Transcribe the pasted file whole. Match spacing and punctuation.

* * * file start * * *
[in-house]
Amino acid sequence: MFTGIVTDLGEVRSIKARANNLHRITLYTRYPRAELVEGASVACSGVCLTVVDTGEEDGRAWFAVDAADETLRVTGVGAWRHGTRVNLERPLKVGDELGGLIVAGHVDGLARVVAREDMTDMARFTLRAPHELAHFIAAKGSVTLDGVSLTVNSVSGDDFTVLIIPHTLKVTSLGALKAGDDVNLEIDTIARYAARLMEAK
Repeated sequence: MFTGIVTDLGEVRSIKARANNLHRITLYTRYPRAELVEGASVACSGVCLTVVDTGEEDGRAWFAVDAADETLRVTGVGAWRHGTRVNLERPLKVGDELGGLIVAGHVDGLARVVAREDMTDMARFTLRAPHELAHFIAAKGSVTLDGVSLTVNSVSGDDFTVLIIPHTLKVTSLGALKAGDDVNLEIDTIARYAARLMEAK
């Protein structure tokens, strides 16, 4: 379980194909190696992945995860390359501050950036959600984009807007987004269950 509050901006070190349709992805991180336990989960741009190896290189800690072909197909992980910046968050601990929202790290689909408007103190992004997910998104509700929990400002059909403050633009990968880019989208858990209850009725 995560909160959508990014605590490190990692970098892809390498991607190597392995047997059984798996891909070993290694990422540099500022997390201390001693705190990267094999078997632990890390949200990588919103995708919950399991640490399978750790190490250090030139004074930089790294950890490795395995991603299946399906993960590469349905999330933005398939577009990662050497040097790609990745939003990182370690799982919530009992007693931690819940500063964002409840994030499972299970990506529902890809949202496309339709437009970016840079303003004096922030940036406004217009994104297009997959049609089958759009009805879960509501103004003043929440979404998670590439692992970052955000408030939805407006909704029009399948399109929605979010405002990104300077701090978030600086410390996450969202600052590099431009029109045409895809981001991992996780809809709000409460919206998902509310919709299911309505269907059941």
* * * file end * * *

[in-house]
Amino acid sequence: MFTGIVTDLGEVRSIKARANNLHRITLYTRYPRAELVEGASVACSGVCLTVVDTGEEDGRAWFAVDAADETLRVTGVGAWRHGTRVNLERPLKVGDELGGLIVAGHVDGLARVVAREDMTDMARFTLRAPHELAHFIAAKGSVTLDGVSLTVNSVSGDDFTVLIIPHTLKVTSLGALKAGDDVNLEIDTIARYAARLMEAK
Repeated sequence: MFTGIVTDLGEVRSIKARANNLHRITLYTRYPRAELVEGASVACSGVCLTVVDTGEEDGRAWFAVDAADETLRVTGVGAWRHGTRVNLERPLKVGDELGGLIVAGHVDGLARVVAREDMTDMARFTLRAPHELAHFIAAKGSVTLDGVSLTVNSVSGDDFTVLIIPHTLKVTSLGALKAGDDVNLEIDTIARYAARLMEAK
């Protein structure tokens, strides 16, 4: 379980194909190696992945995860390359501050950036959600984009807007987004269950 509050901006070190349709992805991180336990989960741009190896290189800690072909197909992980910046968050601990929202790290689909408007103190992004997910998104509700929990400002059909403050633009990968880019989208858990209850009725 995560909160959508990014605590490190990692970098892809390498991607190597392995047997059984798996891909070993290694990422540099500022997390201390001693705190990267094999078997632990890390949200990588919103995708919950399991640490399978750790190490250090030139004074930089790294950890490795395995991603299946399906993960590469349905999330933005398939577009990662050497040097790609990745939003990182370690799982919530009992007693931690819940500063964002409840994030499972299970990506529902890809949202496309339709437009970016840079303003004096922030940036406004217009994104297009997959049609089958759009009805879960509501103004003043929440979404998670590439692992970052955000408030939805407006909704029009399948399109929605979010405002990104300077701090978030600086410390996450969202600052590099431009029109045409895809981001991992996780809809709000409460919206998902509310919709299911309505269907059941």